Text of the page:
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Python Object-Oriented Python Dice Roller Boards

Jonathan Walker
Jonathan Walker
4,240 Points

boards.py

In the init for the subclass TicTacToe, I can't figure out why it won't set the width and height to 3. What am I doing wrong here?

Thank you

boards.py
class Board:
    def __init__(self, width, height):
        self.width = width
        self.height = height
        self.cells = []
        for y in range(self.height):
            for x in range(self.width):
                self.cells.append((x, y))

class TicTacToe(Board):
    def __init__(self, width, height):
        super().__init__(width, height)
        self.width = 3
        self.height = 3

5 Answers

Hi Jonathan,

You don't want the user to be able to send a width or height to the TTT board. If you do, you certainly don't want to send them to super().__init__.

I'd just set the values in the call to super() and have no parameters accepted for the TTT board:

class TicTacToe(Board):
    def __init__(self):
        super().__init__(3, 3)    

Make sense?

Steve.

Hi Jonathan,

I agree with your statement the init in a subclass has to have at least all the same values as it's parent class, plus whatever new arguments are going into the subclass. The subclass must pass the super's requirements inside the super().__init__ call. But that doesn't mean these values need to be passed to the subclass init method. The subclass can just send values as I have done - these don't have to be hard-coded as above - they can be calculated from other aspects of the class. But as long as super gets its required parameters pass in, it'll be happy. For situations like this, where the Board size within the subclass is best not exposed to the user's error-risk, this way of approaching it is way safer!

I don't recall that particular part of this course re the Sneaky call to super - can you point me to it (they're also on the Linux partition of this machine; I've booted into Windows at the moment!)? You are right that those calls to super() will end with the Object class to handle as generic classes like Sneaky and Agile have Object as their superclass.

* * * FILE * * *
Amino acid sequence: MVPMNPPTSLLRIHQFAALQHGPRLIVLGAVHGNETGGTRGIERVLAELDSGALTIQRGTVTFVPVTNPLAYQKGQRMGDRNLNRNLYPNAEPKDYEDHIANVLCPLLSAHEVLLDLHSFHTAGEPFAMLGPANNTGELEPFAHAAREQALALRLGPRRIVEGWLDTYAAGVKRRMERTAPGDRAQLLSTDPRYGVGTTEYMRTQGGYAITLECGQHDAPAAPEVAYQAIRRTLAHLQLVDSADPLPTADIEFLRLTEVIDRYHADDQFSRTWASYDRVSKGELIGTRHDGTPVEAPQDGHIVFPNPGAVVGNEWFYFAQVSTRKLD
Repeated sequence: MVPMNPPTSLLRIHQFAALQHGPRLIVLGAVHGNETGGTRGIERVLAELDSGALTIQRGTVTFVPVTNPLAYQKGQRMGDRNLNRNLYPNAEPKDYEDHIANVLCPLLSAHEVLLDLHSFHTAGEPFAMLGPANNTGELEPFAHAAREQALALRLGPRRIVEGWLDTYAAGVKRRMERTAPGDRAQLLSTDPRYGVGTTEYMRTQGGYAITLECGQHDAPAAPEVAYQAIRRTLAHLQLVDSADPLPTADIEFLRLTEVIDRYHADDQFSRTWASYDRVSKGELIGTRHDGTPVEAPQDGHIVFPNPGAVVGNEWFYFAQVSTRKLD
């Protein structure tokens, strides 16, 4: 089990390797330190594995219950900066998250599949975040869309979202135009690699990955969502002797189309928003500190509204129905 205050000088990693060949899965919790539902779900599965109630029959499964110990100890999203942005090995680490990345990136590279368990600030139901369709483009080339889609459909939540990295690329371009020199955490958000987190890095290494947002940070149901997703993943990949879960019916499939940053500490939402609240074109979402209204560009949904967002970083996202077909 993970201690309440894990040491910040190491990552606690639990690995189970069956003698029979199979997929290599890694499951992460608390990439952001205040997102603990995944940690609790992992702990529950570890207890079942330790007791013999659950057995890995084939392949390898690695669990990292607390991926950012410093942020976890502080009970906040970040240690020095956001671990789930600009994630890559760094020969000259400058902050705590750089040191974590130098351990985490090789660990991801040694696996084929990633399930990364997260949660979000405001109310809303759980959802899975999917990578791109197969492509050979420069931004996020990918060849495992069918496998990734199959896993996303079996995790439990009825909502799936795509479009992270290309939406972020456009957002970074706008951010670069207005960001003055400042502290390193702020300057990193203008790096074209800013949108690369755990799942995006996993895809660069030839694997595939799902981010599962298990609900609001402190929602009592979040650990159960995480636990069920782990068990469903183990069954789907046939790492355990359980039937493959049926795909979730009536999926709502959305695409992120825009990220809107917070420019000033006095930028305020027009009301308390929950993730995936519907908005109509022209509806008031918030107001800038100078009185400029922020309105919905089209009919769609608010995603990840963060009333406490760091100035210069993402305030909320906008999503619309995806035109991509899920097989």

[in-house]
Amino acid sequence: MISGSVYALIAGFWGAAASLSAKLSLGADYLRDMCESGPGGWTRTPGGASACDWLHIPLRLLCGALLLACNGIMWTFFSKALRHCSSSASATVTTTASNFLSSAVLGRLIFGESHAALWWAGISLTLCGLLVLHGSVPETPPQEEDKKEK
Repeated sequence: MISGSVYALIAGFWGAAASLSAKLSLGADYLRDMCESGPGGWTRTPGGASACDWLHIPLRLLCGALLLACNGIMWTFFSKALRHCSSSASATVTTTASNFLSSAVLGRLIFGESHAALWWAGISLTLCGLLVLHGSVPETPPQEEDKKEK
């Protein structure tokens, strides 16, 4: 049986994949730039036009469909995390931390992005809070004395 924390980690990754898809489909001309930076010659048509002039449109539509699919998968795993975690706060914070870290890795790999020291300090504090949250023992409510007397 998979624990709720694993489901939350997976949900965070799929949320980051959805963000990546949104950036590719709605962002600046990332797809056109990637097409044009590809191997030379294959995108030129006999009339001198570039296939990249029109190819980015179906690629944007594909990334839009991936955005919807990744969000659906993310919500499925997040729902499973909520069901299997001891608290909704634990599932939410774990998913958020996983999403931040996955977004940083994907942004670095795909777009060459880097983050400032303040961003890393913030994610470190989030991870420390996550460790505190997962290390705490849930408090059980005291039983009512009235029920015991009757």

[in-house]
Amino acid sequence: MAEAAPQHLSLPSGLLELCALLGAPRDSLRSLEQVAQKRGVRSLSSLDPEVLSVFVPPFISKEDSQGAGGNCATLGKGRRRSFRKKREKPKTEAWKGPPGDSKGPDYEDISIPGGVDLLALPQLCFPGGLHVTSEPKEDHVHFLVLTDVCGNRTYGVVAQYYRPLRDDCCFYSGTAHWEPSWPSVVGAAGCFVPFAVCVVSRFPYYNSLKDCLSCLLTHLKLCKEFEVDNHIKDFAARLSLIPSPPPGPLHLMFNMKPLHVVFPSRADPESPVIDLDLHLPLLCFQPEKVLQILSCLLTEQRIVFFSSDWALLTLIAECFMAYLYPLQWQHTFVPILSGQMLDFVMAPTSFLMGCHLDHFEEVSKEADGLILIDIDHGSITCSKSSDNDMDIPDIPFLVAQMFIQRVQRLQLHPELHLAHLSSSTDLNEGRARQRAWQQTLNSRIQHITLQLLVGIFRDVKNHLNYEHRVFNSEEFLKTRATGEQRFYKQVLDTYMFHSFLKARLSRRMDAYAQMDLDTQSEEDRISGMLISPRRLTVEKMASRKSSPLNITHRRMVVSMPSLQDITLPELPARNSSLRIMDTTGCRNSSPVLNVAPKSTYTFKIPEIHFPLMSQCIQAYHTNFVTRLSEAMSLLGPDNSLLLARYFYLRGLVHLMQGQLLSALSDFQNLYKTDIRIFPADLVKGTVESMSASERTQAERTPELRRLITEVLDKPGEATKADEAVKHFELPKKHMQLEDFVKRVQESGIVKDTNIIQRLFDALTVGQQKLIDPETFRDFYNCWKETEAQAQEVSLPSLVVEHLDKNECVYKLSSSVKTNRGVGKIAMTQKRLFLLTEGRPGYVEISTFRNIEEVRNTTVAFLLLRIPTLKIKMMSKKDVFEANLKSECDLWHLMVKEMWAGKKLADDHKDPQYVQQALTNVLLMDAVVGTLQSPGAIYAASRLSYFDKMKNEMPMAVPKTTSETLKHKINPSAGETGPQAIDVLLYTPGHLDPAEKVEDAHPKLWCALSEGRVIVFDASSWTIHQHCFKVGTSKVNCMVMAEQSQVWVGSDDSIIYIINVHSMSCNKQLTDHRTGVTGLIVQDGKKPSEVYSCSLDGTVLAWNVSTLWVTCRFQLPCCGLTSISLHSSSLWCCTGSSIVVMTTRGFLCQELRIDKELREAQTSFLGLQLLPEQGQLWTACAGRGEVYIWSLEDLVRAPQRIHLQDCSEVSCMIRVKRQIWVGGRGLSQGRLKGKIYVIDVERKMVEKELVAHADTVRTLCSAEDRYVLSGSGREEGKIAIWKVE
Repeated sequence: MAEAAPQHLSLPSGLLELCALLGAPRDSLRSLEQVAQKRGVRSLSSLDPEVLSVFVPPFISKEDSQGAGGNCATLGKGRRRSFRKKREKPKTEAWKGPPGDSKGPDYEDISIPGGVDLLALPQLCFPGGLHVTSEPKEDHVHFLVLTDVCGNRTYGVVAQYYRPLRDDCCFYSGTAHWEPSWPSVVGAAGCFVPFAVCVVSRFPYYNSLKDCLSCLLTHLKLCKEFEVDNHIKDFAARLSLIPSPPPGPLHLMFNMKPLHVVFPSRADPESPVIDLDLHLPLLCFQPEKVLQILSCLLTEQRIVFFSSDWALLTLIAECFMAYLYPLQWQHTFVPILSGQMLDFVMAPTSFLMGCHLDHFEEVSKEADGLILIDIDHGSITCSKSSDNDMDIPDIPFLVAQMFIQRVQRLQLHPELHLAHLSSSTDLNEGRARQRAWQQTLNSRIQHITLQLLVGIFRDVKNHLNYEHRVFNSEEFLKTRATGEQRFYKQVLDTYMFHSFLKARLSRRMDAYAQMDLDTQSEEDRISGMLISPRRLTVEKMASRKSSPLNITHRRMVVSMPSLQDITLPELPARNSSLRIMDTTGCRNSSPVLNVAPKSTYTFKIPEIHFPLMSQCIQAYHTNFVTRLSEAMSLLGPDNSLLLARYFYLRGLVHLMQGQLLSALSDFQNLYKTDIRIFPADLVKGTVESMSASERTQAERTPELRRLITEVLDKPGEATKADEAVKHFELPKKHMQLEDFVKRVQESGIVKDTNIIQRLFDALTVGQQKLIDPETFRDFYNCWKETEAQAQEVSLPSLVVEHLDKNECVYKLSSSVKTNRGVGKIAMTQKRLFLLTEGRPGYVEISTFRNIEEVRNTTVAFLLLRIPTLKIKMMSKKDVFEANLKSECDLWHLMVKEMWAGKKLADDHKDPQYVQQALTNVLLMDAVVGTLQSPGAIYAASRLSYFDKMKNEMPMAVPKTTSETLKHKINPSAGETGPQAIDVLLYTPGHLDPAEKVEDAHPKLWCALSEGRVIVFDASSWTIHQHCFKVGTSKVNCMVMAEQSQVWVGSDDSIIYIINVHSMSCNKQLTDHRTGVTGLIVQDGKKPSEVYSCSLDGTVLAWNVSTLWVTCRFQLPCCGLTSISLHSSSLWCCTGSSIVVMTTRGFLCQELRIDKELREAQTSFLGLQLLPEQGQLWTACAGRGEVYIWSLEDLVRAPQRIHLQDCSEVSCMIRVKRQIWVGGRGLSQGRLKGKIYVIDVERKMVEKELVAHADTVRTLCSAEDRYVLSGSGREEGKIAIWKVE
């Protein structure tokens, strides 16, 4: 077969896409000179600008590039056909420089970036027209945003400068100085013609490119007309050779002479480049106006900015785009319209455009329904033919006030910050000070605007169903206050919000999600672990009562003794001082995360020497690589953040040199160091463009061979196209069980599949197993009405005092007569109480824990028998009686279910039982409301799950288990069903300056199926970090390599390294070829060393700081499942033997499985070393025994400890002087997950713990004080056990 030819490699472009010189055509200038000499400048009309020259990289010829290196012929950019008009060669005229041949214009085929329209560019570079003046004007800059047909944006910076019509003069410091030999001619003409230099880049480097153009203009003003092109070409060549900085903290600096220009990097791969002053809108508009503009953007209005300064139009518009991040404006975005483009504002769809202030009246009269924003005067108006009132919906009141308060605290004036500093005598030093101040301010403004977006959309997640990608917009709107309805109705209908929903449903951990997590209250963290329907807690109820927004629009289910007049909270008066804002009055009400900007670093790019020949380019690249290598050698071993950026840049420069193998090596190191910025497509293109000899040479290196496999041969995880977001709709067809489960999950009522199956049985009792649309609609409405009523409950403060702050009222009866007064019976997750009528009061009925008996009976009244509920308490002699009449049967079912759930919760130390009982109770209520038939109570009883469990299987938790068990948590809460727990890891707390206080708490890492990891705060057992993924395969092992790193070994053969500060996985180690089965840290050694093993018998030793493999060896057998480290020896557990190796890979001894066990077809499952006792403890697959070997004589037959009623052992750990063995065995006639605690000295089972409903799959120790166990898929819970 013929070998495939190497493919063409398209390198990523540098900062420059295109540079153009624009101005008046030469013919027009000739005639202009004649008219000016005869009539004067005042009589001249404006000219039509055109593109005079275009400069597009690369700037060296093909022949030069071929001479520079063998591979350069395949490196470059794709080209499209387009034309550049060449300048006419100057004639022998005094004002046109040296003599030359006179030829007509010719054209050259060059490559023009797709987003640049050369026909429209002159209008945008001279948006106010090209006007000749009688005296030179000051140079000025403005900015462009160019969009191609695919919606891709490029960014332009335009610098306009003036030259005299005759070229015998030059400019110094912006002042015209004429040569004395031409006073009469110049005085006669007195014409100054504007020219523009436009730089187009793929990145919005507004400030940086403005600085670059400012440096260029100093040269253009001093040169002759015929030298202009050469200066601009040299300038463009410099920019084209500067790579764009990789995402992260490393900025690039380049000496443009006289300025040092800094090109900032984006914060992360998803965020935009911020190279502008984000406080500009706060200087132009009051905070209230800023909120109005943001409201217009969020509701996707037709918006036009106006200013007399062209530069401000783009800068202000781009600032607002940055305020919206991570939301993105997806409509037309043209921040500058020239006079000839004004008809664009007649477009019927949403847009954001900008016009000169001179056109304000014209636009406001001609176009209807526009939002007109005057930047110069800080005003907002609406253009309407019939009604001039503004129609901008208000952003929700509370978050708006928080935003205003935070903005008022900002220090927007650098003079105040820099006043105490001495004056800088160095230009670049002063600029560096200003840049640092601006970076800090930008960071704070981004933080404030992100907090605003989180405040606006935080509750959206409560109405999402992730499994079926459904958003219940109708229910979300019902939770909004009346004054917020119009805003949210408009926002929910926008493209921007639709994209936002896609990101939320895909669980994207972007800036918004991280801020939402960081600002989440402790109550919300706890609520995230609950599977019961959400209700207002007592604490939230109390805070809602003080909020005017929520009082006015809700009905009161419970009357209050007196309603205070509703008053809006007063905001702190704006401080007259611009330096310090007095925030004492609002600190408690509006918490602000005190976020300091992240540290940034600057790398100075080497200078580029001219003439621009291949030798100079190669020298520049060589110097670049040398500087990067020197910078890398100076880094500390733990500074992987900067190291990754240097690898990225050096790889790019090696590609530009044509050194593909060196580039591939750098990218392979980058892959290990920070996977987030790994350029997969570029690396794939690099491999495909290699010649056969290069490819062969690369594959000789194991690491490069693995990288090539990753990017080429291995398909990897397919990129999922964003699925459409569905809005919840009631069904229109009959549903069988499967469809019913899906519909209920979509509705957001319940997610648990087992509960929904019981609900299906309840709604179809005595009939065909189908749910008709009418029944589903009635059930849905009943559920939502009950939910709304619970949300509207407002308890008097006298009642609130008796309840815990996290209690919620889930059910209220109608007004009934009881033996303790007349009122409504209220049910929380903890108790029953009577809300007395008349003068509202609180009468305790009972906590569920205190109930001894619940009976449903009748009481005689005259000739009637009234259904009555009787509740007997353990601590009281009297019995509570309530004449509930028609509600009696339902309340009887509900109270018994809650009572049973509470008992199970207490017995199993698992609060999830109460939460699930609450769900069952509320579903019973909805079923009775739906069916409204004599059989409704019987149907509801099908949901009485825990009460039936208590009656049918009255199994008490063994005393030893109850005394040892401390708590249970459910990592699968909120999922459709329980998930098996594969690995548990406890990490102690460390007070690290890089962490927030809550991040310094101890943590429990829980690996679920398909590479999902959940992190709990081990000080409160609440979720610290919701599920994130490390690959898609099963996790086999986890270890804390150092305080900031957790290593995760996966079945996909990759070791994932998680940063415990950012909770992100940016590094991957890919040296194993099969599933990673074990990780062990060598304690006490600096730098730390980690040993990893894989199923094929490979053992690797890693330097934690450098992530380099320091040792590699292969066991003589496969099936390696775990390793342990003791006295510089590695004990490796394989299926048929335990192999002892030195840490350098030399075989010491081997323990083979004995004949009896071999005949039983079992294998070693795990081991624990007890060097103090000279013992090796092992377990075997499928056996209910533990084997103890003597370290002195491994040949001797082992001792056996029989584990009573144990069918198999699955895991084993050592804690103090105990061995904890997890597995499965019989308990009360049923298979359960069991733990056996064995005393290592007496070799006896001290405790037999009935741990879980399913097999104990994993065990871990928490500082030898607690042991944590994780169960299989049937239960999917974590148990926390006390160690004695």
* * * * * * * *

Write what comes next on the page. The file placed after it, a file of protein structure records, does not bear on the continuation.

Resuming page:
Point me to the right part of the course and I'll have a look for you.

Steve.

Thinking about this, if the class receives *args and **kwargs that it's going to disregard, passing to the overriding superclass, Object makes sense as those *args and **kwargs may be of relevance to Object. It means that those things can be safely disregarded if neither the subclass nor Object know what to do with them.

Jonathan Walker
Jonathan Walker
4,240 Points

You rock Steve! Lots of clarity :)

No problem!

Incidentally, I noticed you've only done Python; why is that? It's a great language but I'm always interested by students' choice of language and their reasons, so I though I'd ask.

I started with Android then moved into Java and only very recentlly moved into the beginner Python stuff. I've been hooked with Rails and done a lot of iOS stuff too. No reason for any of that, I just wandered along those routes.

Steve.

Jonathan Walker
Jonathan Walker
4,240 Points

thanks for the quick response! I've watched/read a few different videos/articles covering init and super().init, and I haven't seen anyone do what you just did in the above code. So far from what I've taken in, the init in a subclass has to have at least all the same values as it's parent class, plus whatever new arguments are going into the subclass, and then the super().init goes looking for the O.G. variables you want the parent class to take care of. Seeing you write that above is a little bit mind blowing. "I CAN DO THAT?!!?" This makes creating subclasses seem way easier and more flexible. I suppose I can blame myself for not experimenting more and figuring it out on my own, but it just seemed like the way I learned was the RULE.

I have another question about super() if you have time to answer it.

import random


class Sneaky:
    sneaky = True

    def __init__(self, sneaky=True, *args, **kwargs):
        super().__init__(*args, **kwargs)
        self.sneaky = sneaky

    def hide(self, light_level):
        return self.sneaky and light_level < 10


class Agile:
    agile = True

    def __init__(self, agile=True, *args, **kwargs):
        super().__init__(*args, **kwargs)
        self.agile = agile

    def evade(self):

This is the code under agile.py that Kenneth wrote in the object oriented workspace. Why did he put super()init in these classes? They're not subclasses of anything right? (except of course the python object class that all objects are under) From my understanding of super(), it goes to the parent class to look for whatever arguments listed within it. If you don't have time to answer that I understand, and I'll keep looking on my own.

Thanks again!

Jonathan Walker
Jonathan Walker
4,240 Points

https://teamtreehouse.com/library/multiple-superclasses I'm not sure if it will come up for you, but under this video if I launch workspaces, and launch the workspace Kenneth set up for this part of the class, it will contain the file attributes.py, which is what I posted up there (sneaky, etc) Thank you again sooo much for responding with all this detail, I really appreciate it.

Yes, as in my comment above. The call to super is just to pass on parameters that the subclass ignored to the superclass in case they're relevant there.

Object can handle lots of things so it's possible to send some keywords into the subclass init to impact the instance created. Generally, certainly for this course, I doubt Kenneth will do that. But the options are available. I guess understanding what Object can do will illustrate what **kwargs can be meaningfully sent across. I suspect that's overly complicating things at this stage, though.

Steve.